Ms O'CONNOR (Clark - Leader of the Greens) - Madam Deputy Speaker, I am not going to speak for very long on this bill. It is a matter of record that we supported the original Public Sector Superannuation Reform Bill and had a number of conversations with people working in the superannuation and finance sector before coming to the conclusion that it was an improvement on the legislative arrangement that had been in place before. It certainly brought more resilience and kept superannuation accounts safer by moving away from the old RBF super and into a more streamlined Tasplan superannuation regime.
I want to briefly touch on something Mrs Rylah said: consultation is not a hallmark of this Government.
Mrs Rylah - Yes, it is.
Ms O'CONNOR - Well, the people of Westbury would disagree with you very strongly because they were not consulted when your Government decided to plonk a prison in their backyard. The people of Tasmania such as fly fishers, bushwalkers and other conservationists and people who love the wilderness were not consulted about any expressions of interest development proposals which have come before government. There has been no consultation. In fact the only consultation that was really part of the EOI process was the consultation that led to the rewriting of the Tasmanian Wilderness World Heritage Area Management Plan, which specifically enabled expressions of interest developments and the more than 7000 submissions opposing changes to the TWWHA plan were ignored.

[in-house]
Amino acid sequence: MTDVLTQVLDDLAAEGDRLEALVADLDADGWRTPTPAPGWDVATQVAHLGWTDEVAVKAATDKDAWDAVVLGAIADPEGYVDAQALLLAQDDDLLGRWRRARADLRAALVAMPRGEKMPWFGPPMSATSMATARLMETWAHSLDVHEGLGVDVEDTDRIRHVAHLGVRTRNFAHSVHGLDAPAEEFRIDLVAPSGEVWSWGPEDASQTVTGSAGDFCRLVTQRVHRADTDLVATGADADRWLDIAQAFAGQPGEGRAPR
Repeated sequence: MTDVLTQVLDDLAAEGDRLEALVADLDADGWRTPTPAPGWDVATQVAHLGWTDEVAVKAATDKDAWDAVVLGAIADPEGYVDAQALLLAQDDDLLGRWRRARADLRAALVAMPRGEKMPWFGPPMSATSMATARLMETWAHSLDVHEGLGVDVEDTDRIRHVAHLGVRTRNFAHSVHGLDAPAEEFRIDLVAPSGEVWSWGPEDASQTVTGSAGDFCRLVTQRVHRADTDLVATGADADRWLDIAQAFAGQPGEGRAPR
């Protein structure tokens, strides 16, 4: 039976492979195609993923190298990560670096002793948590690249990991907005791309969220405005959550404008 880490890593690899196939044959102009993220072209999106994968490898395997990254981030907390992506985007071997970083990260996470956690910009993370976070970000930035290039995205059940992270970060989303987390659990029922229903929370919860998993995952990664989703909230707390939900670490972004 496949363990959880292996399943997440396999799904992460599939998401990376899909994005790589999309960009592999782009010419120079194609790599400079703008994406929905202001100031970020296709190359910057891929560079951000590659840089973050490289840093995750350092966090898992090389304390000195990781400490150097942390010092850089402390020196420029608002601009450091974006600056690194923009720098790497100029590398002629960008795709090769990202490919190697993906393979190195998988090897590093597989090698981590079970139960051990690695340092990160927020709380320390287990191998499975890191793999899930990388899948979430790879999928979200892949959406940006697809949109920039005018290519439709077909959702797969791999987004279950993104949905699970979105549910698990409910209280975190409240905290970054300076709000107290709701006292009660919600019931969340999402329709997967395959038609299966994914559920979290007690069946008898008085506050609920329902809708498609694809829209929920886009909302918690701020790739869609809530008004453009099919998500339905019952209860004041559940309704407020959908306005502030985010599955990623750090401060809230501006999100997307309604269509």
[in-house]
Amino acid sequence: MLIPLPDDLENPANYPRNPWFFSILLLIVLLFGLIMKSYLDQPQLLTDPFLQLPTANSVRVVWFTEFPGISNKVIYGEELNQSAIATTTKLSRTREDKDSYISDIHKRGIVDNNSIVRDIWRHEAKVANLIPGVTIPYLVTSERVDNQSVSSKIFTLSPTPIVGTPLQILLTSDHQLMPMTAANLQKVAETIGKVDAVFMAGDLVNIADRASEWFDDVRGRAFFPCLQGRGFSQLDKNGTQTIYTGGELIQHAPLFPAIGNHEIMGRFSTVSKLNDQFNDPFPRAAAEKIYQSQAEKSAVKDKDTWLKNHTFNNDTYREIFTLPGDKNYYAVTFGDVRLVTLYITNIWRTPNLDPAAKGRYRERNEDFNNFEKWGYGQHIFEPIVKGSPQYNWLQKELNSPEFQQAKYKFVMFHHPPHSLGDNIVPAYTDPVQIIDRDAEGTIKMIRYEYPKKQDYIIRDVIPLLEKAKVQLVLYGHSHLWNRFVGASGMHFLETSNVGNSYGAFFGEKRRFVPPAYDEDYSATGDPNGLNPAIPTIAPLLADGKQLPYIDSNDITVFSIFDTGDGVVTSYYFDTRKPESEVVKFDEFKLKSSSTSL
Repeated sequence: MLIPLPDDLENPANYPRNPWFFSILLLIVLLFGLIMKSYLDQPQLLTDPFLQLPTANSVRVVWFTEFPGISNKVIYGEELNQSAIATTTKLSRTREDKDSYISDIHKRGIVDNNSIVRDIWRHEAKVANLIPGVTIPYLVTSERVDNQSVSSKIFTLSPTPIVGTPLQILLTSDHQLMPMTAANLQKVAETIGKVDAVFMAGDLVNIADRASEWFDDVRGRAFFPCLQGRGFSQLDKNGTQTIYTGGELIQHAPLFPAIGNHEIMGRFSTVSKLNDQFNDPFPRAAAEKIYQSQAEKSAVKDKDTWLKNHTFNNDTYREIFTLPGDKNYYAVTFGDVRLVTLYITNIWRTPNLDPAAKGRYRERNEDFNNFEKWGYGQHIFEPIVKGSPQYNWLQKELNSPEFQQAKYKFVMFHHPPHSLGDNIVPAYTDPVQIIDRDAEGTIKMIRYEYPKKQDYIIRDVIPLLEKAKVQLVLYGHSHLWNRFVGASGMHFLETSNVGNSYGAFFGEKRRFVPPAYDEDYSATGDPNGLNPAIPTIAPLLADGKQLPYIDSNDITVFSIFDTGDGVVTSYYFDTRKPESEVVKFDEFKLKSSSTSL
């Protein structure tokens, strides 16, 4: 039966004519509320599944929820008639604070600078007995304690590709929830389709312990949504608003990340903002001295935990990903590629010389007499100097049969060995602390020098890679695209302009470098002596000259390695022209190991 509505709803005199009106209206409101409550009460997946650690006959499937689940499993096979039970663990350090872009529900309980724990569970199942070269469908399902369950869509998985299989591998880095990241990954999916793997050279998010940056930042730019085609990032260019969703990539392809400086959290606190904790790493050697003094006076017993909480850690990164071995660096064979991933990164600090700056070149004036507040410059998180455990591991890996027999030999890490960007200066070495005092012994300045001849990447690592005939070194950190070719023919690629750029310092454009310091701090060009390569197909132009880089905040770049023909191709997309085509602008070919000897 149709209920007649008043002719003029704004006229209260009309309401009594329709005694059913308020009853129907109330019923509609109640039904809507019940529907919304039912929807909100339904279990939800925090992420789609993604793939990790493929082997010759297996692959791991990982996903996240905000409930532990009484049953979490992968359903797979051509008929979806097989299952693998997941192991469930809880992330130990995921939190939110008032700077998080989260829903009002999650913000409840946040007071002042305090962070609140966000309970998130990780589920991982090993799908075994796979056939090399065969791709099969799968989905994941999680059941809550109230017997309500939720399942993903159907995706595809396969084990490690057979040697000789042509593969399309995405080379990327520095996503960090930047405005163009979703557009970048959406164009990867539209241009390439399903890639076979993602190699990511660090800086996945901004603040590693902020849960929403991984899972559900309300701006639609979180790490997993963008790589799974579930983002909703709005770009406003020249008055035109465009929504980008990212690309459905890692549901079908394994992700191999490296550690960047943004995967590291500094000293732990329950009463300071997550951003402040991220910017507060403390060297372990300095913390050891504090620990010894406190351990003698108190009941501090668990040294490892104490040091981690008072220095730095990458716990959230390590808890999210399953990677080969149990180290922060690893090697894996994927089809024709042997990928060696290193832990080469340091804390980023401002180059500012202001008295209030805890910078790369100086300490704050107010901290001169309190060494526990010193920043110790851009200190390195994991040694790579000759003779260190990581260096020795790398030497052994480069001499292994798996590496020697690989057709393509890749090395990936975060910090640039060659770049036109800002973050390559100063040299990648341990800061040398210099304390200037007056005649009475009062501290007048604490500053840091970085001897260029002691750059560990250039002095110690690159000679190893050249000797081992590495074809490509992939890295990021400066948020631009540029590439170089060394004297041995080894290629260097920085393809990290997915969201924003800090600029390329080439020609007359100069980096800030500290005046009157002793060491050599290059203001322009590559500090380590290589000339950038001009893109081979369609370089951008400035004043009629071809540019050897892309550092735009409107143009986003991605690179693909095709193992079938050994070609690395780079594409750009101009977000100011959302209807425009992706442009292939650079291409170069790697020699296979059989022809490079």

There is nothing that this Government does in relation to consultation that is meaningful, integrated and in any way other than politically convenient. You can consult on the easy stuff like this legislation -
Mrs Rylah - Like Westbury prison, unlike the EOI at Lake Malbena.
Madam DEPUTY SPEAKER - Order, the member has made her contribution.
Ms O'CONNOR - Yes, after the fact, or you can use consultation as a delaying tactic, as the Liberals in government have in relation to electoral reform.
All of this stuff about we have to consult, we have to consult; 18 months after an election which was bought by the gambling industry, there is no clarity that we will have anything like robust electoral laws in Tasmania at the next state election. You are consulting into the never-never, and, in fact, there was an almost three or four-month further delay to the development of any reforms to Tasmania's electoral regime because of an obscure High Court decision.
I am in pain today, but I am more pained by having to listen to this sort of rubbish that we got from you just then, Mrs Rylah, when you claimed that consultation is at the core of what your Government does. It is completely untrue.
I have been back to the original act that we passed and recognise that these really are inevitable consequential amendments. Once you put a major piece of structural legislative reform in, there is always a need to tidy up the act once you have seen how it has taken effect and has been implemented. We have no concerns with any of the amendments that we are dealing with today, no concerns at all. We regard this as a mechanical tidy up bill following on from a substantial, and I would say, positive reform, for public servants in Tasmania.